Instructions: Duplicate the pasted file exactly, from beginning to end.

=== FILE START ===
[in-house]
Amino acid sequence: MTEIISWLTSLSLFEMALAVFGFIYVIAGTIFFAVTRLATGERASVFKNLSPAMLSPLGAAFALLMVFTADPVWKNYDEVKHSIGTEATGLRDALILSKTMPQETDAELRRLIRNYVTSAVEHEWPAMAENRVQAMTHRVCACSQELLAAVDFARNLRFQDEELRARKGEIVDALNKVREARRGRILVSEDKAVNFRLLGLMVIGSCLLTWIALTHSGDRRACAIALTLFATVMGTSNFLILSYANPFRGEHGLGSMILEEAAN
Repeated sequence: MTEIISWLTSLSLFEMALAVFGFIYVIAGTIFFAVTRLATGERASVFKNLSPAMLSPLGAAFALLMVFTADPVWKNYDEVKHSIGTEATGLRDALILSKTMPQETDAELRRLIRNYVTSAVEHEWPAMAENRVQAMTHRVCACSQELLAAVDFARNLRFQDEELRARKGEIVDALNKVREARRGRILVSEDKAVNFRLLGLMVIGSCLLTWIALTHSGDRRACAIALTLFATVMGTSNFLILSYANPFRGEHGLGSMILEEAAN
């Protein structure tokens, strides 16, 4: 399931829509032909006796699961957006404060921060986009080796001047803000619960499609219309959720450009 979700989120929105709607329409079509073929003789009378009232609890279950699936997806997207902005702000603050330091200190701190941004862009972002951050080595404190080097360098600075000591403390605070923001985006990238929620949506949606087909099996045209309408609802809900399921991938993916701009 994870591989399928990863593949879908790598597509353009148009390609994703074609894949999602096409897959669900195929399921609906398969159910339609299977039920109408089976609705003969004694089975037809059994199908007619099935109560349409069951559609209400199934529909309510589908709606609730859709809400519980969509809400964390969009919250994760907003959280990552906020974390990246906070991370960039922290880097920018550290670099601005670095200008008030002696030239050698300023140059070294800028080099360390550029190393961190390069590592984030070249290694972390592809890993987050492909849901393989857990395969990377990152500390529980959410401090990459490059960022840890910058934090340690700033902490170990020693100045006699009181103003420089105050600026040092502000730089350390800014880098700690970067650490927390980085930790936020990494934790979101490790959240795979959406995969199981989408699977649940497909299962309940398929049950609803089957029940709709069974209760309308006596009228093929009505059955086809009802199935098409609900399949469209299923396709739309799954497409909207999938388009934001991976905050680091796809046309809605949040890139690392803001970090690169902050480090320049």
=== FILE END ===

[in-house]
Amino acid sequence: MTEIISWLTSLSLFEMALAVFGFIYVIAGTIFFAVTRLATGERASVFKNLSPAMLSPLGAAFALLMVFTADPVWKNYDEVKHSIGTEATGLRDALILSKTMPQETDAELRRLIRNYVTSAVEHEWPAMAENRVQAMTHRVCACSQELLAAVDFARNLRFQDEELRARKGEIVDALNKVREARRGRILVSEDKAVNFRLLGLMVIGSCLLTWIALTHSGDRRACAIALTLFATVMGTSNFLILSYANPFRGEHGLGSMILEEAAN
Repeated sequence: MTEIISWLTSLSLFEMALAVFGFIYVIAGTIFFAVTRLATGERASVFKNLSPAMLSPLGAAFALLMVFTADPVWKNYDEVKHSIGTEATGLRDALILSKTMPQETDAELRRLIRNYVTSAVEHEWPAMAENRVQAMTHRVCACSQELLAAVDFARNLRFQDEELRARKGEIVDALNKVREARRGRILVSEDKAVNFRLLGLMVIGSCLLTWIALTHSGDRRACAIALTLFATVMGTSNFLILSYANPFRGEHGLGSMILEEAAN
């Protein structure tokens, strides 16, 4: 399931829509032909006796699961957006404060921060986009080796001047803000619960499609219309959720450009 979700989120929105709607329409079509073929003789009378009232609890279950699936997806997207902005702000603050330091200190701190941004862009972002951050080595404190080097360098600075000591403390605070923001985006990238929620949506949606087909099996045209309408609802809900399921991938993916701009 994870591989399928990863593949879908790598597509353009148009390609994703074609894949999602096409897959669900195929399921609906398969159910339609299977039920109408089976609705003969004694089975037809059994199908007619099935109560349409069951559609209400199934529909309510589908709606609730859709809400519980969509809400964390969009919250994760907003959280990552906020974390990246906070991370960039922290880097920018550290670099601005670095200008008030002696030239050698300023140059070294800028080099360390550029190393961190390069590592984030070249290694972390592809890993987050492909849901393989857990395969990377990152500390529980959410401090990459490059960022840890910058934090340690700033902490170990020693100045006699009181103003420089105050600026040092502000730089350390800014880098700690970067650490927390980085930790936020990494934790979101490790959240795979959406995969199981989408699977649940497909299962309940398929049950609803089957029940709709069974209760309308006596009228093929009505059955086809009802199935098409609900399949469209299923396709739309799954497409909207999938388009934001991976905050680091796809046309809605949040890139690392803001970090690169902050480090320049």